Structure and conservation of Sri Lankan land-snail assemblages in fragmented lowland rainforest and village home gardens.

Published online
29 Oct 2008
Content type
Journal article
Journal title
Journal of Applied Ecology

Raheem, D. C. & Naggs, F. & Preece, R. C. & Mapatuna, Y. & Kariyawasam, L. & Eggleton, P.
Contact email(s)

Publication language
Sri Lanka


Modified habitats have a profound impact on the biota of fragmented tropical forests. We investigated the structure of land-snail assemblages in Sri Lankan lowland rainforest and village home gardens, a habitat of the surrounding matrix of modified habitats. We focused on four questions, (i) How do the land-snail faunas of lowland rainforest and home gardens differ and can forest species persist in gardens? (ii) Can environmental variables such as altitude, canopy density and soil pH explain significant variation in species composition independent of the effects of habitat type? (iii) What is the extent of geographical species turnover? (iv) How valuable are the two habitats for the conservation of native land snails?; Sixty-nine standardized belt transects were sampled in 21 rainforest fragments and 12 gardens. Data were analysed using canonical and partial canonical correspondence analysis. Land-snail species composition varied significantly between gardens and forest. Lowland rainforest was dominated by native snails, many of which were restricted to forest. Gardens contained a distinct component of exotic and native synanthropic snails, as well as many native forest species. Altitude, canopy density and soil pH explained significant variation in species composition independent of the effects of habitat type but were closely correlated with variation in species composition between gardens and forest. Longitude and latitude explained significant variation in species composition across both gardens and forest. Synthesis and applications. Most rainforest snails were restricted to forest. This, together with the high level of geographical turnover and the scale of forest fragmentation, emphasizes the need to conserve all remaining rainforest cover. A substantial number of widespread and localized forest land-snail species can survive in gardens. Home gardens therefore offer great potential for restoring and increasing forest cover and connectivity.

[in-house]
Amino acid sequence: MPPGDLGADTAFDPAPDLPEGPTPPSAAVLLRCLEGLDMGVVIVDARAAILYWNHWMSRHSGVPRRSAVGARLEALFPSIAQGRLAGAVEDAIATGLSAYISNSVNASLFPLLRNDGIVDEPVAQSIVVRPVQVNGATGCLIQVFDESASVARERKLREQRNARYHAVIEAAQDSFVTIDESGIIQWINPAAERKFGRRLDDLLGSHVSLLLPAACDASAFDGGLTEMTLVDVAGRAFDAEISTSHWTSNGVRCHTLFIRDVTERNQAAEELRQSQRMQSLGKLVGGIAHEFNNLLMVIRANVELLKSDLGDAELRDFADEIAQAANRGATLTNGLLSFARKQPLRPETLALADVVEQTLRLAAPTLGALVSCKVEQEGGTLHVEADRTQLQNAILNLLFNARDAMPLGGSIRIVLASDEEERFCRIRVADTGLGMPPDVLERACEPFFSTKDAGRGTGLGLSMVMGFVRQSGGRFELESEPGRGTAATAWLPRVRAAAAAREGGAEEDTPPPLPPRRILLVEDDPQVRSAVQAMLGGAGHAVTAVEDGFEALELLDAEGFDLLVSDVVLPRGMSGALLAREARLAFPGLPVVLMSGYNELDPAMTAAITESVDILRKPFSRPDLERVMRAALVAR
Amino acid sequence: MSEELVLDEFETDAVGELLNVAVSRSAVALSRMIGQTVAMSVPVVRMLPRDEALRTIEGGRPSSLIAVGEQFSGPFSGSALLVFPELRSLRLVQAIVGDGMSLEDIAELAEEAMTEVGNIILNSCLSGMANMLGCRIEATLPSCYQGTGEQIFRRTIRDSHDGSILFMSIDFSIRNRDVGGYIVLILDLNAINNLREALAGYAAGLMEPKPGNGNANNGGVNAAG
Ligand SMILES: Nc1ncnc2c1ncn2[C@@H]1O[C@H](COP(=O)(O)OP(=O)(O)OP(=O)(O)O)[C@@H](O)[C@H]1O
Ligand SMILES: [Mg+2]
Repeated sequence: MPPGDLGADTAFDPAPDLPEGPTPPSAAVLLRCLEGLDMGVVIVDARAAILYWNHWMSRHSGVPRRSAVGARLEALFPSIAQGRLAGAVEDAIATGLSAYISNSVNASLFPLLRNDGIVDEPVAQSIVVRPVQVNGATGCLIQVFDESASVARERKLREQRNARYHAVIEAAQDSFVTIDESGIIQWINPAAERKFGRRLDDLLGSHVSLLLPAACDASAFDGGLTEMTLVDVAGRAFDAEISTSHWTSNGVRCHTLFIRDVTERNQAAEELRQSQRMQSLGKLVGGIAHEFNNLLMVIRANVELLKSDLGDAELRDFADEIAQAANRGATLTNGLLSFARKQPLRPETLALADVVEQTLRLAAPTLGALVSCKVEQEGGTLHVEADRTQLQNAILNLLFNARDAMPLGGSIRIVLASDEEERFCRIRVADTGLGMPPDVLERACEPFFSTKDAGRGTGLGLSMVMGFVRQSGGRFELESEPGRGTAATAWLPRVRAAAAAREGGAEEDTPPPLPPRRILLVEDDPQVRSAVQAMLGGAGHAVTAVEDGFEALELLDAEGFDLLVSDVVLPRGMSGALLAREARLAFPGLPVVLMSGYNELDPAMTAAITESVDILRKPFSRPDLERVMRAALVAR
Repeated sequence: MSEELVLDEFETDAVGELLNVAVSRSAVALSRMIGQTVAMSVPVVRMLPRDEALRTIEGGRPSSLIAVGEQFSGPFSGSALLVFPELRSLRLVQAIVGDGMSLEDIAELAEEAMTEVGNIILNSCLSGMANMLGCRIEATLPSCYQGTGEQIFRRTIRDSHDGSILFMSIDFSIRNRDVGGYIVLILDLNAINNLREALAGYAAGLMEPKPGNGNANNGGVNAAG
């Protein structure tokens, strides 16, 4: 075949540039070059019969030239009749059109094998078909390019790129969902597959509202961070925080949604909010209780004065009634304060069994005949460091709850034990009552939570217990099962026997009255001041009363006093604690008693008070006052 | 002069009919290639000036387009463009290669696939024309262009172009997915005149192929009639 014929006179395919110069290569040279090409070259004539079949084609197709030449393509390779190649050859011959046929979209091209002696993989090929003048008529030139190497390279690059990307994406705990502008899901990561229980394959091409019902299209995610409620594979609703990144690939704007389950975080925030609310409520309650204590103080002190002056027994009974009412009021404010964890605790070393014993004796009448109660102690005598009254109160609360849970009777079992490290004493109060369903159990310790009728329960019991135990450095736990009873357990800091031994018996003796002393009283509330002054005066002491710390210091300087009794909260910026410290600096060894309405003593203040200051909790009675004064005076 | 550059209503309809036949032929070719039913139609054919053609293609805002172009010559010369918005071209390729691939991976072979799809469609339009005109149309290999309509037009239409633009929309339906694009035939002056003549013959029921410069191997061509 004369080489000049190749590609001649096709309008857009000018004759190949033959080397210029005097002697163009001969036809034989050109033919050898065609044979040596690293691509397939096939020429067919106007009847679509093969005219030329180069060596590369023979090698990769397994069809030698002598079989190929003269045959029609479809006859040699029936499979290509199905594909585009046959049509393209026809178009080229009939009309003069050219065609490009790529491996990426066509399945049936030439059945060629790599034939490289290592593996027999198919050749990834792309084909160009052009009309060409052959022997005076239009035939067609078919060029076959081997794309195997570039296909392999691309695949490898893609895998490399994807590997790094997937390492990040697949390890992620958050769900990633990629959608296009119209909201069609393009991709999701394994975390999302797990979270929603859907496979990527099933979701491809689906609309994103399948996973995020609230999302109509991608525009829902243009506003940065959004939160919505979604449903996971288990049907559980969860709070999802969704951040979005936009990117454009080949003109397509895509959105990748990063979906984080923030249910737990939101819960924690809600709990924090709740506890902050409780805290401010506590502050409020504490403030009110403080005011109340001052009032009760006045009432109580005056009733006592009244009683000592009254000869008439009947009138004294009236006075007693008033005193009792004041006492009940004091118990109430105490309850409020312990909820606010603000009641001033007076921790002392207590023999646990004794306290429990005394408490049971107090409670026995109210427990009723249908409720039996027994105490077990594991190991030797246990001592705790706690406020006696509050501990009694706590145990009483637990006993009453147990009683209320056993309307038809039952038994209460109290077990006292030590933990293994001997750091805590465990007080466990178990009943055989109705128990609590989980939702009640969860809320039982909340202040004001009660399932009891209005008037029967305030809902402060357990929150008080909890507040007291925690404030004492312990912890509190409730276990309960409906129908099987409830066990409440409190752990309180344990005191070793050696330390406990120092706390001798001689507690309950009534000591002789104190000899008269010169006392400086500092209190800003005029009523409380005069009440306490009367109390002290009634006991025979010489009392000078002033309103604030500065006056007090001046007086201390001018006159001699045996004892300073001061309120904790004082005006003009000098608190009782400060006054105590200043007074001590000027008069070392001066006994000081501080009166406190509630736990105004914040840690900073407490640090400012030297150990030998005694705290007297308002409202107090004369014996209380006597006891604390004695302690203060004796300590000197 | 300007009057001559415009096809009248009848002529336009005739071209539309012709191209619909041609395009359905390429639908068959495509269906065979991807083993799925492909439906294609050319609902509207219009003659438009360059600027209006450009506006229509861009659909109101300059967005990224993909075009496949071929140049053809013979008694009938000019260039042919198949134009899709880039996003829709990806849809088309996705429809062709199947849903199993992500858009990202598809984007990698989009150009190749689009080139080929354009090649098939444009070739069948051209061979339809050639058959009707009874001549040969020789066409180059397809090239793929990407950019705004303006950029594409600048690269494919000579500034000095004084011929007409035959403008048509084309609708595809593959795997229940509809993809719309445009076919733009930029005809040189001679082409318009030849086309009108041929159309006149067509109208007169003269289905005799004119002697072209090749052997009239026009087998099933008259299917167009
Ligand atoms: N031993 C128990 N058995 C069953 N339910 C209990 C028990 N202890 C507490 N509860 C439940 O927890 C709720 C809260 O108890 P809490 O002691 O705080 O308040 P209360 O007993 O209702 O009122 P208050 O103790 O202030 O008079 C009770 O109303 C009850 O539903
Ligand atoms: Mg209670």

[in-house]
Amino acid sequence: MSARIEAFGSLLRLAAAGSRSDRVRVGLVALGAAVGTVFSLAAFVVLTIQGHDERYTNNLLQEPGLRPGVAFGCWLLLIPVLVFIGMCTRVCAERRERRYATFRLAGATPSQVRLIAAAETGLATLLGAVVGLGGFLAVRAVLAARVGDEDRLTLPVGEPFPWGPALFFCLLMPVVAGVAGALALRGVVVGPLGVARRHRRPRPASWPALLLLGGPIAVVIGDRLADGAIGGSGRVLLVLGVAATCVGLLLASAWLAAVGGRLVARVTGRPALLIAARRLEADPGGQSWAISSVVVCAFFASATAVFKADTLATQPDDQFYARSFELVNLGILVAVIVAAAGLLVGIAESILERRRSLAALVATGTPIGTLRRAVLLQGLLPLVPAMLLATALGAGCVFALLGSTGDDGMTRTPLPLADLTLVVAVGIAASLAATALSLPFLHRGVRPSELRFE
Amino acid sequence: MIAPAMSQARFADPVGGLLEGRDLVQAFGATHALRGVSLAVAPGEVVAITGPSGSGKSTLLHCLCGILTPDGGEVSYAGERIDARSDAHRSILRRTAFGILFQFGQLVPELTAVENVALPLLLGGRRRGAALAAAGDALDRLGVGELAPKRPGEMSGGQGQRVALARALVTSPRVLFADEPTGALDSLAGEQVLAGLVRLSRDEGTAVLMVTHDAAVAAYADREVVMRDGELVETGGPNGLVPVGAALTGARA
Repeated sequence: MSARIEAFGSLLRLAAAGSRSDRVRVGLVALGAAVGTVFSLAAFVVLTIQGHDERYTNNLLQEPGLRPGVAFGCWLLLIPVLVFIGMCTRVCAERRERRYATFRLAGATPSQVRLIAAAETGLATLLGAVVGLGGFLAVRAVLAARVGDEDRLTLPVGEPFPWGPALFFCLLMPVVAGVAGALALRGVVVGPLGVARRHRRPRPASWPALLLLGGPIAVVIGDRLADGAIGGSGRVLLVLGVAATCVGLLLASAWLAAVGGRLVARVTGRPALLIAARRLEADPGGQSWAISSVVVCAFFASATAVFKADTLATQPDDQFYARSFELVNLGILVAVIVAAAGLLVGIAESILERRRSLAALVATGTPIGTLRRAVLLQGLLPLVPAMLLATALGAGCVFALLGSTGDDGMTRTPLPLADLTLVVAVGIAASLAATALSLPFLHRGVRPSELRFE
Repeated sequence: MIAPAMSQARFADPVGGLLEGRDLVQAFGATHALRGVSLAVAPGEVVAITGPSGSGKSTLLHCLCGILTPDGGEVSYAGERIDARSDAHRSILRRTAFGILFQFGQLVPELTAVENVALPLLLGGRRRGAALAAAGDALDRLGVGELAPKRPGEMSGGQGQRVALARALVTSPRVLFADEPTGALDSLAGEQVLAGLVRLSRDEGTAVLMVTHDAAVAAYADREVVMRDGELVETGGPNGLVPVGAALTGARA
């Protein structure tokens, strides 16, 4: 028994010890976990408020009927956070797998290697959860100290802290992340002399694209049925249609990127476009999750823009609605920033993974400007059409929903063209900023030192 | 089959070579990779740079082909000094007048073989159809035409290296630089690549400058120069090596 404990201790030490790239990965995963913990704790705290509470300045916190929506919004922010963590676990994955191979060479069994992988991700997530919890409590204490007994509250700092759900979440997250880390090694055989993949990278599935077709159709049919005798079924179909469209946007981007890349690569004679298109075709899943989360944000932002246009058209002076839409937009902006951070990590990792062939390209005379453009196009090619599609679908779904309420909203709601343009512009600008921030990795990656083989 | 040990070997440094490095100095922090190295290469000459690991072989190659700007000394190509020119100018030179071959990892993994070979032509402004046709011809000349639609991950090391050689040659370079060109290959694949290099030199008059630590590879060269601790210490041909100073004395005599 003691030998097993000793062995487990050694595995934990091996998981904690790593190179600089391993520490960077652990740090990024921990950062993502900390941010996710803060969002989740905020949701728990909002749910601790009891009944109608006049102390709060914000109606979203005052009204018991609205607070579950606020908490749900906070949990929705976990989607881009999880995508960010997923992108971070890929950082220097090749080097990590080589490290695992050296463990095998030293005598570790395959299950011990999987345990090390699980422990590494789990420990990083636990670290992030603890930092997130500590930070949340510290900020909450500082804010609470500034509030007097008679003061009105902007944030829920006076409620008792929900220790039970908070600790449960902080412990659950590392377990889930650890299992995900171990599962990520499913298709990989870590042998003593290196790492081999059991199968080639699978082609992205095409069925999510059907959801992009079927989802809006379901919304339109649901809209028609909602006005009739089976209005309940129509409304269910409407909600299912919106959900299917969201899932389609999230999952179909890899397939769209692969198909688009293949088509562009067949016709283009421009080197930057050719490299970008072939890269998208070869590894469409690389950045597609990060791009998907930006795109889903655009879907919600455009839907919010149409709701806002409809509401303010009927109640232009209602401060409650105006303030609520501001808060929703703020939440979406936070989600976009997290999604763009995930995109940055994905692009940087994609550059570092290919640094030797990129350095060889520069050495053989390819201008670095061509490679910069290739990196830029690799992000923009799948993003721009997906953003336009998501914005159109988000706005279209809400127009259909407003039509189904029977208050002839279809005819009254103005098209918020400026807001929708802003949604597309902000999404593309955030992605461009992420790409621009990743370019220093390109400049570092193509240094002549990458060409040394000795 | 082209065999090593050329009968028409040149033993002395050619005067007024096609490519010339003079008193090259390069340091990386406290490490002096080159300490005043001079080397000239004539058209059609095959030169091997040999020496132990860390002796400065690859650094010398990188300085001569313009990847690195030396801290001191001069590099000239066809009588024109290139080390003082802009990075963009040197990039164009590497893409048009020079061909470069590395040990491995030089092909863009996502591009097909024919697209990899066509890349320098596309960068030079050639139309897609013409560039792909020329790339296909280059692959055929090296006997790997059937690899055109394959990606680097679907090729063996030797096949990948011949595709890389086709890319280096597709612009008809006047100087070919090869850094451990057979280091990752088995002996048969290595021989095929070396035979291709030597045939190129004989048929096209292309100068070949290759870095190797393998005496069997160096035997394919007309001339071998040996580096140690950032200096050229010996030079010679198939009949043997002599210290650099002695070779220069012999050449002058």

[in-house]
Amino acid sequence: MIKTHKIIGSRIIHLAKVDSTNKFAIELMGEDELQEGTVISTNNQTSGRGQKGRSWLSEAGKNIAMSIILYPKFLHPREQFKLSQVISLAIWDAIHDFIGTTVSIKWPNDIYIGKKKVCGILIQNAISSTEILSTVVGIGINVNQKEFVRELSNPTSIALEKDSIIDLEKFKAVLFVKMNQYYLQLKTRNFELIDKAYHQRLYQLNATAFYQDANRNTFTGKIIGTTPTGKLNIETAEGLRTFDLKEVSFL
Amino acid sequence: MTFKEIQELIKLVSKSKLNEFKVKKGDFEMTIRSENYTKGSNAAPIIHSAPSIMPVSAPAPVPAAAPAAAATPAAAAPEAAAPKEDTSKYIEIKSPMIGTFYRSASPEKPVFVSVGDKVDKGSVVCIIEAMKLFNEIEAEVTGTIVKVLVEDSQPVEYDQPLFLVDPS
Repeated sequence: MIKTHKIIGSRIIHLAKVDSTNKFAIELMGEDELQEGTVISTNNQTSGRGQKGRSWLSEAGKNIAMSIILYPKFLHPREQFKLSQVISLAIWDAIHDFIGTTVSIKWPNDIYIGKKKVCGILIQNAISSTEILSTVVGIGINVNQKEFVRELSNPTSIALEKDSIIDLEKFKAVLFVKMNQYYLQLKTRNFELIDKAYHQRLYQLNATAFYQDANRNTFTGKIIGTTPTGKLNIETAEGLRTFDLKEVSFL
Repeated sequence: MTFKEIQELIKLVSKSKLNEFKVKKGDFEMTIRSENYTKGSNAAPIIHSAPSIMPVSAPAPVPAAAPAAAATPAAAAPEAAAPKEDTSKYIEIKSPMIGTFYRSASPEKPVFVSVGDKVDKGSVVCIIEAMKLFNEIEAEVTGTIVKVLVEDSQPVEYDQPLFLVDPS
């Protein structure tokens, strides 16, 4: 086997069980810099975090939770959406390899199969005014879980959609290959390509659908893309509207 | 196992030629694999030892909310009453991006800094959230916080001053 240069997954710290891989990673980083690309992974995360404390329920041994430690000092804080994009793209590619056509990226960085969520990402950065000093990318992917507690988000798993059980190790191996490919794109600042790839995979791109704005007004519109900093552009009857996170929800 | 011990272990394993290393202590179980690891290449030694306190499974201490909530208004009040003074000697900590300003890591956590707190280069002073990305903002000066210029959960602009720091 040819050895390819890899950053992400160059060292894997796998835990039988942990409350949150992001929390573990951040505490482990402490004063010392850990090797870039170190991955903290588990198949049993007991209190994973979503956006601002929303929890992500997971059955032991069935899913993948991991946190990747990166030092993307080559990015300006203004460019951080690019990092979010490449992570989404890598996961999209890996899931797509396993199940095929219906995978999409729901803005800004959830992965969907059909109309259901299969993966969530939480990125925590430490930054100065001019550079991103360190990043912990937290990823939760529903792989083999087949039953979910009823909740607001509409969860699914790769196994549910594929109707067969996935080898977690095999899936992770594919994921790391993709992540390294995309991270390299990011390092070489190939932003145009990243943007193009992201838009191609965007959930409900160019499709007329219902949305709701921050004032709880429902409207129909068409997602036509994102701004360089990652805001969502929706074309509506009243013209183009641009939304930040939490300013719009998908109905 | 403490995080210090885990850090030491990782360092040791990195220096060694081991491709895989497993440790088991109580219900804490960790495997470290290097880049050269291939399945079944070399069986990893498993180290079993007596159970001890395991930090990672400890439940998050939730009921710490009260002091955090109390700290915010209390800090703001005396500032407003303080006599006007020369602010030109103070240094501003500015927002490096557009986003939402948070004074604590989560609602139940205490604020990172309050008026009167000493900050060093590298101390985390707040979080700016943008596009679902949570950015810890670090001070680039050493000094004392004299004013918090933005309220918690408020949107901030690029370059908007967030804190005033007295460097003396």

Key words